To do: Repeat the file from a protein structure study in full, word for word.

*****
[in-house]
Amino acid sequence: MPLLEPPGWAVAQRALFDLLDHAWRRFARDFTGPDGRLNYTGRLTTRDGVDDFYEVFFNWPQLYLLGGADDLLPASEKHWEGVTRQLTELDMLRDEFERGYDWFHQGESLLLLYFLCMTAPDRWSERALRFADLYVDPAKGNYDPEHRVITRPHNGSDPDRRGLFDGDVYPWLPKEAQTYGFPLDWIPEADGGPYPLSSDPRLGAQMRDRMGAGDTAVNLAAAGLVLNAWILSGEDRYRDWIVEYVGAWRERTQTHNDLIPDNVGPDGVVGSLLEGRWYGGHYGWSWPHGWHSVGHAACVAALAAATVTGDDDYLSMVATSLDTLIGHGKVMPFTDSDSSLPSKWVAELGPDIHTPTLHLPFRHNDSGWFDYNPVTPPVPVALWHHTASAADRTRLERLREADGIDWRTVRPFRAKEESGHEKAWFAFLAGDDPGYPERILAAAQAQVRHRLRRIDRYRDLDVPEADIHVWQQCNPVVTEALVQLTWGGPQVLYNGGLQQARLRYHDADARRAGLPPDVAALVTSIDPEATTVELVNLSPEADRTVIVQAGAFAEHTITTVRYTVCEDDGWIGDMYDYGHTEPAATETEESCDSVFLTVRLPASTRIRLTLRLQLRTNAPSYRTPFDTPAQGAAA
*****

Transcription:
[in-house]
Amino acid sequence: MPLLEPPGWAVAQRALFDLLDHAWRRFARDFTGPDGRLNYTGRLTTRDGVDDFYEVFFNWPQLYLLGGADDLLPASEKHWEGVTRQLTELDMLRDEFERGYDWFHQGESLLLLYFLCMTAPDRWSERALRFADLYVDPAKGNYDPEHRVITRPHNGSDPDRRGLFDGDVYPWLPKEAQTYGFPLDWIPEADGGPYPLSSDPRLGAQMRDRMGAGDTAVNLAAAGLVLNAWILSGEDRYRDWIVEYVGAWRERTQTHNDLIPDNVGPDGVVGSLLEGRWYGGHYGWSWPHGWHSVGHAACVAALAAATVTGDDDYLSMVATSLDTLIGHGKVMPFTDSDSSLPSKWVAELGPDIHTPTLHLPFRHNDSGWFDYNPVTPPVPVALWHHTASAADRTRLERLREADGIDWRTVRPFRAKEESGHEKAWFAFLAGDDPGYPERILAAAQAQVRHRLRRIDRYRDLDVPEADIHVWQQCNPVVTEALVQLTWGGPQVLYNGGLQQARLRYHDADARRAGLPPDVAALVTSIDPEATTVELVNLSPEADRTVIVQAGAFAEHTITTVRYTVCEDDGWIGDMYDYGHTEPAATETEESCDSVFLTVRLPASTRIRLTLRLQLRTNAPSYRTPFDTPAQGAAA